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Biomolecular Chemistry Course Information
For more course information, contact the Teaching Lab Office at (608)262-0321. Please visit the Learn @ UW website if already enrolled in the course.
Biomolecular Chemistry 314 is a three-credit introductory human biochemistry course designed for students in the health professions. The course starts with a brief introduction on the principles of organic chemistry essential to understanding of biochemistry. It then surveys the structure and function of enzymes and other biomolecules, metabolic utilization of foods from the diet, energy metabolism, fundamentals of gene expression, biochemical aspects of hormonal control, blood chemistry and biochemical diseases. Currently only being offered in the Summer semester M-R: Taught by Mike Sheets, Tom Neal, Melissa Harrison, Gina Schuster and Graduate Student TAs. (Mike Sheets Course Director.)
Biomolecular Chemistry 503 is a three credit biochemistry course designed for students in the medical sciences. In addition to presenting basic biochemistry, this course gives emphasis to the medical and physiological implications of biochemistry and to human metabolism and its regulation. The course is taught on the assumption that you have mastered the basic concepts of prerequisite courses such as organic and general chemistry. Course was formerly taught in the Spring Semester M, W, F; Taught by John Denu, Christina Hull, Catherine Fox, Kathy Schlimgen, Valerie Holewinski and Graduate Assistants. (Catherine Fox Course Director.)
Biomolecular Chemistry 504 is a two-credit biochemistry course including lab and discussions on basic principles of human biochemistry with an emphasis on modern biochemical techniques used professionally in research, clinical, and biotechnology laboratories. Labs include exercises in protein purification and characterization, enzymology, metabolism, DNA cloning, PCR analysis and immunochemistry. Fulfills CALS capstone experience requirements for biology majors. Spring Semester T, R and Summer M-R: Taught by Deane Mosher &/or Robert Fillingame (professors), Kathy Schlimgen, Valerie Holewinski, and Gina Schuster.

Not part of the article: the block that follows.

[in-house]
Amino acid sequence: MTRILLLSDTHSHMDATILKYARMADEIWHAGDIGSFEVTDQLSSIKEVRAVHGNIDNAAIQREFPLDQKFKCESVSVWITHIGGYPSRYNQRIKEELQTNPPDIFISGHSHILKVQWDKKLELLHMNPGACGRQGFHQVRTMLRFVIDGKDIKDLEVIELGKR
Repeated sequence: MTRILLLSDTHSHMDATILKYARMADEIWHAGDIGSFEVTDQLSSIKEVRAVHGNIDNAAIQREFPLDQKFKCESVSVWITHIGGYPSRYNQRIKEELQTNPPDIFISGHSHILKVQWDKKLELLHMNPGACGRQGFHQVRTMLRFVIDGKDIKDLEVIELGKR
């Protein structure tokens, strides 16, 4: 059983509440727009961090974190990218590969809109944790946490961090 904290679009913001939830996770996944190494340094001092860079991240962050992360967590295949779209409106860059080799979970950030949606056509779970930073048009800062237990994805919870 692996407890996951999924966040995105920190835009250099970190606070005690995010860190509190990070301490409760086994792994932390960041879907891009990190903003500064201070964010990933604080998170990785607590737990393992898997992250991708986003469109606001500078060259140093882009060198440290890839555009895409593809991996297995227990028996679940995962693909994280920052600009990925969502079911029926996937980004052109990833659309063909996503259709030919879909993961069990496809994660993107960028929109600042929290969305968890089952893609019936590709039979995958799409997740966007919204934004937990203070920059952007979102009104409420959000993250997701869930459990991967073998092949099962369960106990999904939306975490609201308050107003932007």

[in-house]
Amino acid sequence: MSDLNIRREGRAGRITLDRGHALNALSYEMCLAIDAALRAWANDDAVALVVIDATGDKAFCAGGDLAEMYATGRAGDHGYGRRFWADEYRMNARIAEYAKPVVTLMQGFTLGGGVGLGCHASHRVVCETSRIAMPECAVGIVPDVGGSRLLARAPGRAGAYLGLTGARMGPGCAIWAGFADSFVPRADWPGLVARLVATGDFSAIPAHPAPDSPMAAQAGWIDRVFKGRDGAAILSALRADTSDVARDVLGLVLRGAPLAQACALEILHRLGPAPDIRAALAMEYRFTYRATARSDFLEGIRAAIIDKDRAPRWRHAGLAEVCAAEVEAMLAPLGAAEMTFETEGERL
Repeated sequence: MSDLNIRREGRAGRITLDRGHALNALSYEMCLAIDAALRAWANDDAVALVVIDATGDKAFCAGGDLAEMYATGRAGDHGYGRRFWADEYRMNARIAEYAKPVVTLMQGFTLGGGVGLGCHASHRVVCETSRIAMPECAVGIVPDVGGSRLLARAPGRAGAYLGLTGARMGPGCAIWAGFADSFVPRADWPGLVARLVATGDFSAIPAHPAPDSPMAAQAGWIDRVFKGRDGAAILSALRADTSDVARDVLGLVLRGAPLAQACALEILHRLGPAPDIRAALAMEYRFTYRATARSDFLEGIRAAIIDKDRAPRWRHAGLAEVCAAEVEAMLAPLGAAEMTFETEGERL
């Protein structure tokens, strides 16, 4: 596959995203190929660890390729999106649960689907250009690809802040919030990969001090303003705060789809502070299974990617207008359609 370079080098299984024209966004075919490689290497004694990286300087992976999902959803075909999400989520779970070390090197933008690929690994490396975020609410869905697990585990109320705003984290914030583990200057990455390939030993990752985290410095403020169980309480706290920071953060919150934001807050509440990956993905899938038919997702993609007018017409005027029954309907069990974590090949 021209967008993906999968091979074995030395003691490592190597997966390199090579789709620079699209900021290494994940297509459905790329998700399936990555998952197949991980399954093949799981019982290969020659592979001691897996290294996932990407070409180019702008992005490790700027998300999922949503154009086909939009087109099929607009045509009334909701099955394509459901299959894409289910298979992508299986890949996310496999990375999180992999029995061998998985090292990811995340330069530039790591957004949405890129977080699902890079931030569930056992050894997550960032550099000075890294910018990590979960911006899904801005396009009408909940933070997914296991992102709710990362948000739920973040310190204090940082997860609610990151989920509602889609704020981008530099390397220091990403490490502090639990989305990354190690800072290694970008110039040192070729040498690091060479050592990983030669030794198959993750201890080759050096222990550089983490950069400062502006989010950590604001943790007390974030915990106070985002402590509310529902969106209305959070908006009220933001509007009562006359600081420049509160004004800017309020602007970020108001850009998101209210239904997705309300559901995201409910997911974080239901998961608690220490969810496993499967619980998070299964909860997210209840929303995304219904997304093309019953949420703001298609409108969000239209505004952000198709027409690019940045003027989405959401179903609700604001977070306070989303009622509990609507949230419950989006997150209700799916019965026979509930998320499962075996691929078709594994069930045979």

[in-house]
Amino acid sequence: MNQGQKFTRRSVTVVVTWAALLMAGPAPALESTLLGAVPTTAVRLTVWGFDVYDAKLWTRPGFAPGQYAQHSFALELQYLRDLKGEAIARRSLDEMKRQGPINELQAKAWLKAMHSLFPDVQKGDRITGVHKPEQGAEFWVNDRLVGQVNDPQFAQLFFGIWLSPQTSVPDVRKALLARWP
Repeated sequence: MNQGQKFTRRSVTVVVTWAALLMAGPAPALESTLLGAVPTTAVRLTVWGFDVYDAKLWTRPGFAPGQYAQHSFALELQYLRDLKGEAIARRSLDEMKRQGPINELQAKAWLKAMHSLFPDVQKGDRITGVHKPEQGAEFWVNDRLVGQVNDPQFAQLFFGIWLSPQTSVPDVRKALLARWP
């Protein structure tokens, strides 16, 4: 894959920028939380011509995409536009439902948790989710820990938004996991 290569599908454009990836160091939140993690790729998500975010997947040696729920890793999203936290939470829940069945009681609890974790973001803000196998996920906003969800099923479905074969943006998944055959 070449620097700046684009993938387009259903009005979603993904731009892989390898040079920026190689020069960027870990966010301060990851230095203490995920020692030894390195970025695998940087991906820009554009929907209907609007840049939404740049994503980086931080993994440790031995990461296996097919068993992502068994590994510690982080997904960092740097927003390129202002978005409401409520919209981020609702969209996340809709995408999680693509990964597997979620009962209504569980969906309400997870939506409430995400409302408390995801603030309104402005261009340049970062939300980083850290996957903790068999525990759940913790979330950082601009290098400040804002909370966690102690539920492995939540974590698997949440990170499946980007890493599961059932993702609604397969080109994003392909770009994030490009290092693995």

Biomolecular Chemistry 675 is a 3 credit graduate level discussion and literature-based course replacing 710 taught in module format and covering the following areas from historical to modern contexts: Biochemistry of post-translational modification of proteins. Spring semester T,R 2:30-4:00 PM, Rm 1220 A/B Hector DeLuca Biochemical Sciences Buliding. (Professor John Denu); Model Organisms (Assistant Professor Melissa Harrison); Transcriptional Switches (Assistant Professor Peter Lewis); Chromosome Replication (Professor Catherine Fox); RNA in Biological Regulation (Professor Michael Sheets).
Biomolecular Chemistry 704 (Comprehensive Human Biochemistry) is a five credit course, taught to medical students in the first semester at the School of Medicine and Public Health, located in the Health Sciences Learning Center building. The course consists of usually 4-5 lectures weekly, seven problem-based exercises during the course of the semester, several clinical correlation presentations, and three exams. Fall Semester M-F: Taught by Jim Keck, Patricia Kiley, Robert Fillingame, John Audhya, Kathy Schlimgen and Valerie Holewinski. (Robert Fillingame Course Director.)
Molecular and Medical Genetics is taught to medical students the first semestr of medical school at the the Health Sciences Learning Center. The course consists of three weekly lectures, two problem-based exercises, clinical presentations, and three exams. Fall Semester M, W, F: Taught by Dave Brow and Greg Rice (Co-Directors). (Valerie Holewinski and Kathy Schlimgen problem-based exercises.)
Biomolecular Chemistry 901 is a one credit course held in the fall and spring semesters. Weekly seminar currently scheduled for Friday afternoon. Fourth and Fifth year IPiB students should be registered and present one seminar. Attendance is mandatory except when conflicts arise with other duties that cannot be rescheduled (e.g., courses, professional meetings, illness, personal emergency). (Catherine Fox Course Director.)
The Center for Biology Education (CBE) has more detail about some of the courses listed above.
Access to the University Timetable may be found here.
of Wisconsin - Department
of Biomolecular Chemistry